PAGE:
On Christmas Eve, temperatures “soared” to just below the freezing mark. Hence, the local churches were packed for the usual Christmas Eve Services. Christmas Day was also sunny and relatively warm. Thus, people were able to get out and enjoy the outdoors, between the gift opening in the morning and the enormous family Christmas feasts later in the day.

Springvale Methodist Church decorated for Christmas – Red Deer Archives

Despite all the challenges that had beset the community, people were able to wish each other a “Very Merry Christmas” and heartfelt wishes for a better New Year in 1925.

by Michael Dawe

Michael was born in Red Deer, Alberta March 7, 1956, a fifth generation resident of Red Deer and Pine Lake. Elected to Red Deer City Council in 2017, he served as the City’s Archivist/Historian for 38 years, retiring from the role in 2017.

 

 

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Alberta

Homes by 3Leafs showcases the first single family, shipping container home built in Calgary.

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Homes by 3Leafs showcases the first single family, shipping container home built in Calgary. The Alberta based company is changing how homes are constructed by transforming recycled steel containers into high performance, energy efficient homes with net zero capabilities.

September 19, 2019, Calgary, AB ​Homes by 3Leafs gave media an exclusive inside look into the sleek, elegant modern two-storey home made from four recycled shipping containers. The home is nestled in the eco-friendly community, Echohaven, in northwest Calgary.

Som Sourachit, C.E.O. of Homes by 3Leafs describes this moment as pivotal. “Our high performance, energy efficient houses reduce waste in landfills by repurposing steel shipping containers into dream homes. The houses have net zero capabilities and are the new blueprint for how we should build while protecting our environment. “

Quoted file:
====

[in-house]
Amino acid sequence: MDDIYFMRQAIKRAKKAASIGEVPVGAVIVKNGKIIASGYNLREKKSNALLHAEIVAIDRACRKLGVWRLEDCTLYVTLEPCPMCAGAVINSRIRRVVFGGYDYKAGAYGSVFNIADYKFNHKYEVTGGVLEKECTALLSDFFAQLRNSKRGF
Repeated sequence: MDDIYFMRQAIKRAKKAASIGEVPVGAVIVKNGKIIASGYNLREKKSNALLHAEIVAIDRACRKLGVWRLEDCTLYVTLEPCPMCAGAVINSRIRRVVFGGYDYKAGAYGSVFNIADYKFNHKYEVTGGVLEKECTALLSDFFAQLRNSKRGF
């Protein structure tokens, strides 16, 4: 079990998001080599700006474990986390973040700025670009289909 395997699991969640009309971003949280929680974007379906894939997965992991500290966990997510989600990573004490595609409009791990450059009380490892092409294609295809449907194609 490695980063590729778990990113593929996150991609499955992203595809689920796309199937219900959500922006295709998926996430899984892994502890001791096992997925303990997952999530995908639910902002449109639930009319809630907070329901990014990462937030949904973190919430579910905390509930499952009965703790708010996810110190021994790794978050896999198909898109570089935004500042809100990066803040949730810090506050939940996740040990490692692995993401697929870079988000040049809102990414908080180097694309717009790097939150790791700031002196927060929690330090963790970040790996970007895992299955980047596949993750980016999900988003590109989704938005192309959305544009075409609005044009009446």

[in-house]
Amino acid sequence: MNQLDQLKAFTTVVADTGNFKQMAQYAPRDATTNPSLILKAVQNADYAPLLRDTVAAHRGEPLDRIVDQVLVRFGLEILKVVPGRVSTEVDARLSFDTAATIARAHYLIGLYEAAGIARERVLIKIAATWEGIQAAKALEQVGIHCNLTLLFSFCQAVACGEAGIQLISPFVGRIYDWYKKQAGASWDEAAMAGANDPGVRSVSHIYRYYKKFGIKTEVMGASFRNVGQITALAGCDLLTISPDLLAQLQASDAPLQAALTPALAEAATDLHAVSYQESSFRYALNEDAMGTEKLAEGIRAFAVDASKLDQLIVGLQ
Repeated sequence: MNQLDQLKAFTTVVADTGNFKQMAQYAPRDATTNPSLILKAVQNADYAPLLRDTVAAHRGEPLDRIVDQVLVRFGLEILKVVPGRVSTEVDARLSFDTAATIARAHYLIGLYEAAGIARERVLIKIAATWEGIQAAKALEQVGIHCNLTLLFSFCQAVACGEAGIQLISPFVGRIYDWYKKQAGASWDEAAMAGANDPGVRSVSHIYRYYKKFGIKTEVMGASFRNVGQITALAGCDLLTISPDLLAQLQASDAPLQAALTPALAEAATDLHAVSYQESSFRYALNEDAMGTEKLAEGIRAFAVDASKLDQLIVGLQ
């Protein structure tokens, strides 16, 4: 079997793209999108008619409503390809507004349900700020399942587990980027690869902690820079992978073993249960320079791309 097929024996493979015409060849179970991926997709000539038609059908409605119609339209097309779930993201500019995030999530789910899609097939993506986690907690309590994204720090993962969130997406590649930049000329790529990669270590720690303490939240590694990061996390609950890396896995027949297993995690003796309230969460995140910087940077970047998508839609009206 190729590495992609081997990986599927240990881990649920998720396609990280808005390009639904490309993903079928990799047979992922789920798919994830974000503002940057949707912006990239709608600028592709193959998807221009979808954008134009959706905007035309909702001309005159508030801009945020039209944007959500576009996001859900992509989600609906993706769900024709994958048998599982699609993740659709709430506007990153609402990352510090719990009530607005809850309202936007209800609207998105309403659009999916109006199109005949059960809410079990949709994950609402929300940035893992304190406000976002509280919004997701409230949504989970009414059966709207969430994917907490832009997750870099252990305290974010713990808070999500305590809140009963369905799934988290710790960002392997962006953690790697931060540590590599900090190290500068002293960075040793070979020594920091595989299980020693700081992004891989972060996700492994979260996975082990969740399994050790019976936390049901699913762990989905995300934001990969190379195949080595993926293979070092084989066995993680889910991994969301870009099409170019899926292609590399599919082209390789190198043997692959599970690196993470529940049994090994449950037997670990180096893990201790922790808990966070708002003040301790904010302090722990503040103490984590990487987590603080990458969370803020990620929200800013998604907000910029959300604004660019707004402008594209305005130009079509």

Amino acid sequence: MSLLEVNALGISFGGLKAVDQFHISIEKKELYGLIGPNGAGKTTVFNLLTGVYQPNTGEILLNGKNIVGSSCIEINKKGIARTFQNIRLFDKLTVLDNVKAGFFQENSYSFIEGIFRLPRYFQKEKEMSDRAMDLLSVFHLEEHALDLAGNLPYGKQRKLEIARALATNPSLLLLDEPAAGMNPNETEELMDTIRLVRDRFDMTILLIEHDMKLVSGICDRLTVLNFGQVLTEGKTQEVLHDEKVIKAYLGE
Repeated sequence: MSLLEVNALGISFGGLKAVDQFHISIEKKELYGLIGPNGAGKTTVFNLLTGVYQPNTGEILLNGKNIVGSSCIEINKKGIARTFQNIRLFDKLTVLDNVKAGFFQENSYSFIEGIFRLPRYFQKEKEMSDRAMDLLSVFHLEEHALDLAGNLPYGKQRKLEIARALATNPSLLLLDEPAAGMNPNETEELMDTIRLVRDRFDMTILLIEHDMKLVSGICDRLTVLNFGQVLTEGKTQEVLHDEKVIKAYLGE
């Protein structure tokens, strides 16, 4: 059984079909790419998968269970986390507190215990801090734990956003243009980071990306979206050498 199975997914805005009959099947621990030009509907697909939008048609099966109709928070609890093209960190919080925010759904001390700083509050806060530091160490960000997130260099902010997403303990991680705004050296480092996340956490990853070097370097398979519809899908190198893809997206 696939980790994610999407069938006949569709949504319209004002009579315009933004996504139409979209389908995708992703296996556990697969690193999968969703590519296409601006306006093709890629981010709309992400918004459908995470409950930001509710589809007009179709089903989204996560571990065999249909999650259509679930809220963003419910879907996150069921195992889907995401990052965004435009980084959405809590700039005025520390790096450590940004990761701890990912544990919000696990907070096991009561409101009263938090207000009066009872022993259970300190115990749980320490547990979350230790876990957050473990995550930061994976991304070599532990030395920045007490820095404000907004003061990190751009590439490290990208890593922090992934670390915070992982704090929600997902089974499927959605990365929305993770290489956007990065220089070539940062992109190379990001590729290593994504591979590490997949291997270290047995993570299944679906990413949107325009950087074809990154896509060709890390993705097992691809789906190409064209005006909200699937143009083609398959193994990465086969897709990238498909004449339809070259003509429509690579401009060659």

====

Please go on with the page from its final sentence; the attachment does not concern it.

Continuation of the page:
It’s estimated there are millions of shipping containers piling up in landfills worldwide. The repurposed containers make the perfect envelope for a home, and reduce the heavy reliance on trees used for construction. The steel means shipping container homes are sturdier and will last for generations with fewer repairs than traditional stick builds over time.

The homeowner, Jaime Turner, added “This is a teaching moment for my young daughter. We wanted to build a legacy for her. This is our forever home and we know because it’s made of steel it will last for generations, and an added bonus is, we are being good to our environment!”

Homes by 3Leafs is proud to be leading the way in new home construction. Currently, 6 building projects are underway.

About Homes by 3Leafs

Homes by 3Leafs is a global company based in Edmonton and is comprised of a team of architects, construction experts, designers, and engineers with years of experience developing stunning homes. By using shipping containers to build, Homes by 3Leafs is committed to saving the environment. Thousands of containers pile up in landfills unused while forests can’t be cut down fast enough to support the robust construction industry. The company leads the way with cutting edge technology and new innovations to help the world build beautiful sustainable homes to last hundreds of years.

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Community

Shed Your Threads is a one of a kind shopping event

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From Elysha Snider and Chelsey Key

Shed Your Threads Consignment Clothing Event

On October 6th, Elysha Snider, Chelsey Key, and Copper Lane Hair Studio will be hosting their third Shed Your Threads: an annual consignment-inspired shop designed to support style and community.
All clothes are donated, sorted, and priced creating a one-of-a-kind shopping experience. Not only does the event promote fashion-based sustainability, but it also supports the city of Red Deer, as every dollar spent gets donated to a local organization.
This year, all proceeds from the sale will be donated to the Red Deer River Naturalists, and all clothes that do not sell will be donated to Vantage Community Service’s Street Ties Outreach Centre for youth experiencing homelessness.
Our hope is to grow each year- from our motivation to the final donations, we want this event to be a meaningful one.
Event Details:
– Date/Time: Sunday, October 6th from 11 a.m. – 3:00 p.m.
– Location: Copper Lane Hair Studio in Red Deer